MPEP Section 2132.01, Publications as
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2132.01 Publications as 35 U.S.C. 102(a) Prior Art
35 U.S.C. 102(a) PRIMA FACIE CASE IS ESTABLISHED IF REFERENCE PUBLICATION IS "BY OTHERS"
A prima facie case is made out under 35 U.S.C. 102(a) if, within 1 year of the filing date, the invention, or an obvious variant thereof, is described in a "printed publication" whose authorship differs in any way from the inventive entity unless it is stated within the publication itself that the publication is describing the applicant's work. In re Katz, 687 F.2d 450, 215 USPQ 14 (CCPA 1982). See MPEP § 2128 for case law on what constitutes a "printed publication." Note that when the reference is a U.S. patent published within the year prior to the application filing date, a 35 U.S.C. 102(e) rejection should be made. See MPEP § 2136 - § 2136.05 for case law dealing with 102(e).
APPLICANT CAN REBUT PRIMA FACIE CASE BY SHOWING REFERENCE'S DISCLOSURE WAS DERIVED FROM APPLICANT'S OWN WORK
Applicant's disclosure of his or her own work within the year before the application filing date cannot be used against him or her under 35 U.S.C. 102(a). In re Katz, 687 F.2d 450, 215 USPQ 14 (CCPA 1982) (discussed below). Therefore, where the applicant is one of the co-authors of a publication cited against his or her application, the publication may be removed as a reference by the filing of affidavits made out by the other authors establishing that the relevant portions of the publication originated with, or were obtained from, applicant. Such affidavits are called disclaiming affidavits. Ex parte Hirschler, 110 USPQ 384 (Bd. App. 1952). The rejection can also be overcome by submission of a specific declaration by the applicant establishing that the article is describing applicant's own work. In re Katz, 687 F.2d 450, 215 USPQ 14 (CCPA 1982). However, if there is evidence that the co-author has refused to disclaim inventorship and believes himself or herself to be an inventor, applicant's affidavit will not be enough to establish that applicant is the sole inventor and the rejection will stand. Ex parte Kroger, 219 USPQ 370 (Bd. Pat. App. & Int. 1982) (discussed below). It is also possible to overcome the rejection by adding the coauthors as inventors to the application if the requirements of 35 U.S.C. 116, third paragraph are met. In re Searles, 422 F.2d 431, 164 USPQ 623 (CCPA 1970).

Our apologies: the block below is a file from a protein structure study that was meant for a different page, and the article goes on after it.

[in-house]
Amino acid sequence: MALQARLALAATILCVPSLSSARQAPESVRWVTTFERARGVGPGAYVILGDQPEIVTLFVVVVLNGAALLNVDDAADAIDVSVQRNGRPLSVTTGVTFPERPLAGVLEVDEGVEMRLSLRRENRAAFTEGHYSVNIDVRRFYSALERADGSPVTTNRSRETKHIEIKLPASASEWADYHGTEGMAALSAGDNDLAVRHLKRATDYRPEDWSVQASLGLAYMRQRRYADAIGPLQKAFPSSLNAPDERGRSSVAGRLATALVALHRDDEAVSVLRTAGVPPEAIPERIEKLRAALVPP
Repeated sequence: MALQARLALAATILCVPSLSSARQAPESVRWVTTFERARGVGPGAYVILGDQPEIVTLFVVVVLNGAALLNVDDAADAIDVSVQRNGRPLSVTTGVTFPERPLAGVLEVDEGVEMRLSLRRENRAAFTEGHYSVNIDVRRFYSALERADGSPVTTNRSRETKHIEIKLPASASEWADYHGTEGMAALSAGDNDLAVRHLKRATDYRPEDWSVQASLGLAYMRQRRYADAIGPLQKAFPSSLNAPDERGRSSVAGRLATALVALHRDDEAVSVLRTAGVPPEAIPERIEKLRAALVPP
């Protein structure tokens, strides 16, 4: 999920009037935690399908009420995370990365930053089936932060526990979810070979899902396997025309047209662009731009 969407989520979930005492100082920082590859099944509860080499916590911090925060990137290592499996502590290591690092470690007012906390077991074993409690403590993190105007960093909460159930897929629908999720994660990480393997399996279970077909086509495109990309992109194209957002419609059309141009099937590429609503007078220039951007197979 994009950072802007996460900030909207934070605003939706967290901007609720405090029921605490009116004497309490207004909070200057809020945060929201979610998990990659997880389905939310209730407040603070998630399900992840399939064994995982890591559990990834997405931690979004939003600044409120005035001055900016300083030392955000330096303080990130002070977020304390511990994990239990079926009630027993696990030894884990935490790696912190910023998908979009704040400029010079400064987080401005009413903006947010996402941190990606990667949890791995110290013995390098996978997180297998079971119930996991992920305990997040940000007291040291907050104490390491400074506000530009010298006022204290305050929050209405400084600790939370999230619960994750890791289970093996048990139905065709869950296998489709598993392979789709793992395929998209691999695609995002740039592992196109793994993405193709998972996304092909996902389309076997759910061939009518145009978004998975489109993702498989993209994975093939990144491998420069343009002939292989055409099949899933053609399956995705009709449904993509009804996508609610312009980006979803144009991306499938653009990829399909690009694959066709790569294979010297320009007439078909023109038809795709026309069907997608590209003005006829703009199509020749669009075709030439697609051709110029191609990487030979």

In In re Katz, 687 F.2d 450, 215 USPQ 14 (CCPA 1982), Katz stated in a declaration that the coauthors of the publication, Chiorazzi and Eshhar, "were students working under the direction and supervision of the inventor, Dr. David H. Katz." The court held that this declaration, in combination with the fact that the publication was a research paper, was enough to establish Katz as the sole inventor and that the work described in the publication was his own. In research papers, students involved only with assay and testing are normally listed as coauthors but are not considered co-inventors.
In Ex parte Kroger, 219 USPQ 370 (Bd. Pat. App. & Inter. 1982), Kroger, Knaster and others were listed as authors on an article on photovoltaic power generation. The article was used to reject the claims of an application listing Kroger and Rod as inventors. Kroger and Rod submitted affidavits declaring themselves to be the inventors. The affidavits also stated that Knaster merely carried out assignments and worked under the supervision and direction of Kroger. The Board stated that if this were the only evidence in the case, it would be established, under In re Katz, that Kroger and Rod were the only inventors. However, in this case, there was evidence that Knaster had refused to sign an affidavit disclaiming inventorship and Knaster had introduced evidence into the case in the form of a letter to the PTO in which he alleged that he was a co-inventor. The Board held that the evidence had not been fully developed enough to overcome the rejection. Note that the rejection had been made under 35 U.S.C. 102(f) but the Board treated the issue the same as if it had arisen under 35 U.S.C. 102(a). See also case law dealing with overcoming 102(e) rejections as presented in MPEP § 2136.05. Many of the issues are the same.
A 37 CFR 1.131 AFFIDAVIT CAN BE USED TO OVERCOME A 35 U.S.C. 102(a) REJECTION
When the reference is not a statutory bar under 35 U.S.C. 102(b), (c), or (d), applicant can overcome the rejection by swearing back of the reference through the submission of an affidavit under 37 CFR 1.131. In re Foster, 343 F.2d 980, 145 USPQ 166 (CCPA 1965). If the reference is disclosing applicant's own work as derived from him or her, applicant may submit either a 37 CFR 1.131 affidavit to antedate the reference or a 37 CFR 1.132 affidavit to show derivation of the reference subject matter from applicant and invention by applicant. In re Facius, 408 F.2d 1396, 161 USPQ 294 (CCPA 1969). See MPEP § 715 for more information on when an affidavit under 37 CFR 1.131 can be used to overcome a reference and what evidence is required.